Klux Klan, and the lawless mobs, which for any purpose chose to murder one man or a dozen as suited
their purpose best.
From a book entitled ‘A Red Record’ by Ida B. Wells,
a militant campaigner for equal rights, published in 1895.
A cartoon entitled ‘Worse than Slavery’, published in a magazine in 1874.
© UCLES 2010
Now answer all the following questions. You may use any of the sources to help you answer the
questions, in addition to those sources which you are told to use. In answering the questions you
should use your knowledge of the topic to help you interpret and evaluate the sources.
Study Sources A and B.
How far do these two sources agree? Explain your answer using details of the sources.
Study Source C.
How far are you surprised by this source? Explain your answer using details of the source and
your knowledge.
Study Sources D and E.
Would the cartoonists of these two cartoons have agreed about events in the South? Explain your
answer using details of the sources and your knowledge.
Study Sources F and G.
Is one of these two sources more reliable than the other? Explain your answer using details of the
sources and your knowledge.
Study Source H.
Was this cartoon published by the North or by the South? Explain your answer using details of the
source and your knowledge.
Study all the sources.
How far do these sources provide convincing evidence that Black Americans benefited from
Reconstruction? Use the sources to explain your answer.
© UCLES 2010
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Option B: 20th Century topic
Study the Background Information and the sources carefully, and then answer all the questions.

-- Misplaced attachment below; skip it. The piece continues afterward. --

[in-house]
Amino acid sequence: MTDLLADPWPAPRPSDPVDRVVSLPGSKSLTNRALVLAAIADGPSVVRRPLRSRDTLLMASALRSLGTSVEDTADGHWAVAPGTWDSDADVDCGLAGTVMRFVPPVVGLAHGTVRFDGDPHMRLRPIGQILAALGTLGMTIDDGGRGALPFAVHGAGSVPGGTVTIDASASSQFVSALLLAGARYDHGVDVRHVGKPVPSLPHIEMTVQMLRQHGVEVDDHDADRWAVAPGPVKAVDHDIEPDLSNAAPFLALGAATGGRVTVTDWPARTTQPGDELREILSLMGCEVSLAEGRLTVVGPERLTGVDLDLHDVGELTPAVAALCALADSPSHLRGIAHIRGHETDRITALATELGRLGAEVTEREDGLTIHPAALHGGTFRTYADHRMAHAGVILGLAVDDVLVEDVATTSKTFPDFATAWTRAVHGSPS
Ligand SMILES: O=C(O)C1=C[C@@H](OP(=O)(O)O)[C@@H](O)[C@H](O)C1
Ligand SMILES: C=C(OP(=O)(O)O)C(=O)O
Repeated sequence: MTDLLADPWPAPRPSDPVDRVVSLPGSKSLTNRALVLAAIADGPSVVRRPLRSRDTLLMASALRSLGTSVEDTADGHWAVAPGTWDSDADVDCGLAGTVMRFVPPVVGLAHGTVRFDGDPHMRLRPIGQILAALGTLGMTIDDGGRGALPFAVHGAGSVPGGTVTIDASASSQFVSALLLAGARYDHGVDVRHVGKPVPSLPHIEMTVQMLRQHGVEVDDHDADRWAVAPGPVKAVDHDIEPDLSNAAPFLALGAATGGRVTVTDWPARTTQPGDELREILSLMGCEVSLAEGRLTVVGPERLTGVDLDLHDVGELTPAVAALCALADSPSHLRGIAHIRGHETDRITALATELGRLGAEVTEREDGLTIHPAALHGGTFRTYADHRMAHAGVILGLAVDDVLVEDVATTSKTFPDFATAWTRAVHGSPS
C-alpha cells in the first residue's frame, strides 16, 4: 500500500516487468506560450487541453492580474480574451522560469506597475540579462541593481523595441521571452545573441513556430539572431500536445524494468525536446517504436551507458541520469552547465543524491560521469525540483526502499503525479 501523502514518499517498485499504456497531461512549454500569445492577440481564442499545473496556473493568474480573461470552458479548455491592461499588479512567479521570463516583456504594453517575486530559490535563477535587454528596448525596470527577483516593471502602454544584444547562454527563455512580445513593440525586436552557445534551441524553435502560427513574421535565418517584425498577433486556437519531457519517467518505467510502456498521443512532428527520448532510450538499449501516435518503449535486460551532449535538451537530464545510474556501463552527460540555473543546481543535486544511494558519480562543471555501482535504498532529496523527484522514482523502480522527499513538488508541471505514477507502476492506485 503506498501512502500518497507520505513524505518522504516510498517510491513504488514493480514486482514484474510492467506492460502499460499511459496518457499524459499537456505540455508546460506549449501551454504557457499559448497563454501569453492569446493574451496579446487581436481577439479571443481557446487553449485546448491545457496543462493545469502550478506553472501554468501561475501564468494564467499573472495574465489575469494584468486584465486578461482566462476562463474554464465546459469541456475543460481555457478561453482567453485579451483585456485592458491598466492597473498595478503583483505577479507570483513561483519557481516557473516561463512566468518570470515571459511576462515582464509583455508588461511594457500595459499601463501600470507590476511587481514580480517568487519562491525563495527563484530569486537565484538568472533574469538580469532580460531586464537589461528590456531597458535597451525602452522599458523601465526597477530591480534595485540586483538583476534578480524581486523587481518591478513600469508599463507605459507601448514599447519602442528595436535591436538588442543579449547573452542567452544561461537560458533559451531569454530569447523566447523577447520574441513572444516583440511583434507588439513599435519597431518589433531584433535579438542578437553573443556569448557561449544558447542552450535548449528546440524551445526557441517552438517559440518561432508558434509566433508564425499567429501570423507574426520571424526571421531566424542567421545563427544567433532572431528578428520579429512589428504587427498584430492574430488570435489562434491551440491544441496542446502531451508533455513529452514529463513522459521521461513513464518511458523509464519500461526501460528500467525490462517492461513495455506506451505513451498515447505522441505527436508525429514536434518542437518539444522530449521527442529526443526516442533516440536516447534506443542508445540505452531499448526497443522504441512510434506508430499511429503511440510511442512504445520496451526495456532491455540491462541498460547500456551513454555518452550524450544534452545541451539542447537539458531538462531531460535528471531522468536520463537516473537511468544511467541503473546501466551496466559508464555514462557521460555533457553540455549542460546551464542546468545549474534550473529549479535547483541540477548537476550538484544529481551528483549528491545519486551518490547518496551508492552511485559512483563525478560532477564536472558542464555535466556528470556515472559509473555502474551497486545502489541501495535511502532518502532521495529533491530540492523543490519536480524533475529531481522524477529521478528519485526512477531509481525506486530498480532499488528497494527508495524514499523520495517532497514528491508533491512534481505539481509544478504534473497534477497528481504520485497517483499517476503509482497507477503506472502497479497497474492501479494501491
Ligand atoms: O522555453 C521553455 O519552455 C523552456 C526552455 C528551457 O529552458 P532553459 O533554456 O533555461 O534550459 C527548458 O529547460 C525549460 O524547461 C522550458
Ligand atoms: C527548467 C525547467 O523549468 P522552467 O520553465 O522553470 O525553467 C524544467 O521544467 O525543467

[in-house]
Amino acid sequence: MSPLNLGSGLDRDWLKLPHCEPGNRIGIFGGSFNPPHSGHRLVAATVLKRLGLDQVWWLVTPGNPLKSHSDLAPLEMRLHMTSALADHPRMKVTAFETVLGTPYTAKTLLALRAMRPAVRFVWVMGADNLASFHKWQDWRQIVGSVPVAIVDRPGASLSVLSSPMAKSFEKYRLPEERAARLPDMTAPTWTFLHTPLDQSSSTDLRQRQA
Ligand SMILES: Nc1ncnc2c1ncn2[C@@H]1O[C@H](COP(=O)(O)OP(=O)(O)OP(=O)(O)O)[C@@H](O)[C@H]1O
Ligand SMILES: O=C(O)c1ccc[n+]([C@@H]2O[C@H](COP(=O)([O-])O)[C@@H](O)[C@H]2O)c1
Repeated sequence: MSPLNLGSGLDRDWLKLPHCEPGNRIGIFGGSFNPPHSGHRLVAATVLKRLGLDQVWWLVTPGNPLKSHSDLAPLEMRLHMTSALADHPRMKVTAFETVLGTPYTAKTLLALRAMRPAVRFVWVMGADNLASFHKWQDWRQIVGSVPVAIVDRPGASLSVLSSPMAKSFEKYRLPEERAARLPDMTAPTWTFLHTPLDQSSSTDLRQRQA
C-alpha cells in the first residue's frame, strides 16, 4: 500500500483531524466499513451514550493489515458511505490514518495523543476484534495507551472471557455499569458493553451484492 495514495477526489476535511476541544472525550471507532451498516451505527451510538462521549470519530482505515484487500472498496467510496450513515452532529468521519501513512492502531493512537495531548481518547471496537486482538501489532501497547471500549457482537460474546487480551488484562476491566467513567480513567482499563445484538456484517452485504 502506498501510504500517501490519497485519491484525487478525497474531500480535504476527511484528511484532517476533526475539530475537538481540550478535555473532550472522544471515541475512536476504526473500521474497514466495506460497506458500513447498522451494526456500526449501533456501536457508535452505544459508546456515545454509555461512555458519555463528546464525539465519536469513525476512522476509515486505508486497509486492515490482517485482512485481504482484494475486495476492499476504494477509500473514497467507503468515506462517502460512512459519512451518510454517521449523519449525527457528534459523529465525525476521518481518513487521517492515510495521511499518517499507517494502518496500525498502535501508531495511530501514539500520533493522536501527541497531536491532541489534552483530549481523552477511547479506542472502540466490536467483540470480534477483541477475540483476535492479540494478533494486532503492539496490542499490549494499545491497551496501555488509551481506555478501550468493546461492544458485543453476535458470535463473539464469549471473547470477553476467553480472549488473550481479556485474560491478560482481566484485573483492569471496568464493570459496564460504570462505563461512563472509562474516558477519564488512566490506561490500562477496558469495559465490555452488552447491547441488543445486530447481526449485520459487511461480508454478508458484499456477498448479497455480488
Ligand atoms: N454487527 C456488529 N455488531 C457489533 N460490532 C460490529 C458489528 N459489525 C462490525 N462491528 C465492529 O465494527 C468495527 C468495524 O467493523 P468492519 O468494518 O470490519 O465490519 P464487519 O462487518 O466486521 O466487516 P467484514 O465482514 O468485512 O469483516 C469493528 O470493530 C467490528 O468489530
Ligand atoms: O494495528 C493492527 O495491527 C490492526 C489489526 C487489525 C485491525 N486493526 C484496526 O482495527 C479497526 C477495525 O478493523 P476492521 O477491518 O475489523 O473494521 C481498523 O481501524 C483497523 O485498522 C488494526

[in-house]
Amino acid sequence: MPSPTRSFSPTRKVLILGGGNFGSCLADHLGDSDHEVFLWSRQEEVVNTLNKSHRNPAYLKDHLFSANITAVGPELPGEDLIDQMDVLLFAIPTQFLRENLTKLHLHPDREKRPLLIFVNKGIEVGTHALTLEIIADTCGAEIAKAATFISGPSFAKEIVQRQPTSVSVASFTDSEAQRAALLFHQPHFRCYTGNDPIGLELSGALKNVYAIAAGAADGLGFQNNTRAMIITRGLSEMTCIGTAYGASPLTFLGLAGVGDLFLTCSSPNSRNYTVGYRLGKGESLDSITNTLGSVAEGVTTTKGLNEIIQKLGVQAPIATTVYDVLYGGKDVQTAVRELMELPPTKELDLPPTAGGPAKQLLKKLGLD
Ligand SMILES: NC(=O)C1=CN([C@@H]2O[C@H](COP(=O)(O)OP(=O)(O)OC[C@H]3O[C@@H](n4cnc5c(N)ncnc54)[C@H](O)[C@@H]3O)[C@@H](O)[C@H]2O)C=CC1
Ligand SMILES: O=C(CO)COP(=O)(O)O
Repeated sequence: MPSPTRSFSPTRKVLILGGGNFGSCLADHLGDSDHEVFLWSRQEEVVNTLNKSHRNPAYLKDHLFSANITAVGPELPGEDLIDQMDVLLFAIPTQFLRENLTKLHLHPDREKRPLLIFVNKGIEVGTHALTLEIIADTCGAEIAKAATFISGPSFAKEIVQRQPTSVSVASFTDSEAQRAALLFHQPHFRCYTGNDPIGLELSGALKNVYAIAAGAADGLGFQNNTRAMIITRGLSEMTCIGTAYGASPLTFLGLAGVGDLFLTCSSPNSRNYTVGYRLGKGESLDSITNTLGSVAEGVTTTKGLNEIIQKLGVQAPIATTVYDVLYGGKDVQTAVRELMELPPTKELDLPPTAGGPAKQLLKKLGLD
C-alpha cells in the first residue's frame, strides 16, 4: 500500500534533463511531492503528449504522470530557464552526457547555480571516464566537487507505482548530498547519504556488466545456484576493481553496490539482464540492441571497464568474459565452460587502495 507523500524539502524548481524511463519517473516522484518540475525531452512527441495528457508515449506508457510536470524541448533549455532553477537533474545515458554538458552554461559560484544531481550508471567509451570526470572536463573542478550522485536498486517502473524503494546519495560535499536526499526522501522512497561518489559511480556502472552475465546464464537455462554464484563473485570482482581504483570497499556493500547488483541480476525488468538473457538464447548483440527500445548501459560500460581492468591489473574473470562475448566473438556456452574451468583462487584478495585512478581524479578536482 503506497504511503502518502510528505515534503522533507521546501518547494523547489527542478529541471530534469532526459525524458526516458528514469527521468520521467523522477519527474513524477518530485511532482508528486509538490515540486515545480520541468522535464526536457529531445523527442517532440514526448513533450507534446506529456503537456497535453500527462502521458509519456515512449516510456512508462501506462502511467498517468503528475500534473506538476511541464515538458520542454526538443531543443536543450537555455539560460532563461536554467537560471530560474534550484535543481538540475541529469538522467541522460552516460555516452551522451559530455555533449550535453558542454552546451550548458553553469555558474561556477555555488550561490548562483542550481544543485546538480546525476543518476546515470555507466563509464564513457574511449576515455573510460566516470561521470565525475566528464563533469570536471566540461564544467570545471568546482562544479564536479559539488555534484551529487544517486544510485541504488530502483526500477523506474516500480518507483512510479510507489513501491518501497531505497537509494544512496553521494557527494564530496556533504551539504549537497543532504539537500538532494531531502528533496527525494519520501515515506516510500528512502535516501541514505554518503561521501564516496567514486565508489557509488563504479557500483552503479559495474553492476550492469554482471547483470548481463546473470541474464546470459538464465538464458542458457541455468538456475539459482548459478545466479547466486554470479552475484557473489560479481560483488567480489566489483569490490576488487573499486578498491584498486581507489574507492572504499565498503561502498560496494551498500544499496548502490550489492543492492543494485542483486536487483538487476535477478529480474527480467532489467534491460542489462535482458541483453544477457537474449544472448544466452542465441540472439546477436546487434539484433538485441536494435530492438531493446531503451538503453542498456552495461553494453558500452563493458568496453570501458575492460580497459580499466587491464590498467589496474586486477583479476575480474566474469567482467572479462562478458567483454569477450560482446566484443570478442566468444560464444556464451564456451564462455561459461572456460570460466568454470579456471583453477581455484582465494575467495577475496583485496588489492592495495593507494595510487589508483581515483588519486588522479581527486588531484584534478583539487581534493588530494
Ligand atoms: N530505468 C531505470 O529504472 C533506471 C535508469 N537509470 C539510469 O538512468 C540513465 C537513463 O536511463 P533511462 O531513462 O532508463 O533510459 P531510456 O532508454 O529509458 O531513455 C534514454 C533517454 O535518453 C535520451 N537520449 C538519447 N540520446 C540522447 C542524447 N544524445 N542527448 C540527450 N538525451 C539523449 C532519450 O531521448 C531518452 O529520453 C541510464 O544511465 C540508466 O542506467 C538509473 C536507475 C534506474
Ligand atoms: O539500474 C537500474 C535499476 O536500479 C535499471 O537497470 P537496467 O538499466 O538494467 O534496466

Background Information
One of the most famous events in the Spanish Civil War occurred in Guernica on 26 April 1937. There
is much disagreement about what really happened. What is beyond dispute is that the town was
largely destroyed and hundreds of civilians were killed. The Republicans claimed that the town was
destroyed by heavy bombing by the German air force which was practising the tactic of terror bombing
which would later be used in the Second World War. The Nationalists claimed that Guernica had been
deliberately burned and dynamited by fleeing Republican forces who had been using the city to store
ammunition and explosives. There were also claims that the Republicans exaggerated the extent of the
bombing for propaganda reasons.
Guernica was of great importance for both sides. It stood between the Nationalists and the capture of
Bilbao which was seen as key to the Nationalists winning the war. The whole matter is further complicated
by the fact that Guernica is in the Basque country of Northern Spain and was the centre of demands
for an independent Basque state. The Basques knew that the Nationalists would not allow them to
have their own independent nation and in exchange for such recognition they agreed to co-operate
with the Republicans. The relationship was an uneasy one as the Basques did not completely trust the
What is the truth about Guernica?
Content removed due to copyright restrictions
© UCLES 2010
With the total agreement which might appear to suggest obedience to orders, many English and French
newspapers are using a minor event such as the supposed bombardment of a small town as the basis
of a campaign designed to present ‘Nationalist’ Spain as anti-humanitarian, thus serving the ends of
the Soviet faction which dominates the Spanish ‘Red’ zone. This campaign against the bombardment
of towns is attempting to lay the blame for such outrages upon the ‘Nationalists’. ‘National’ Spain
energetically rejects such a campaign.
Guernica, less than four miles from the fighting line, was an important crossroads filled with retreating
troops. At Guernica an important factory has been manufacturing arms and munitions for nine months.
It would not have been surprising if the ‘National’ planes had marked Guernica as an objective. The
laws of war allowed it. It was a classical military objective with an importance thoroughly justifying a
bombardment. Yet it was not bombarded.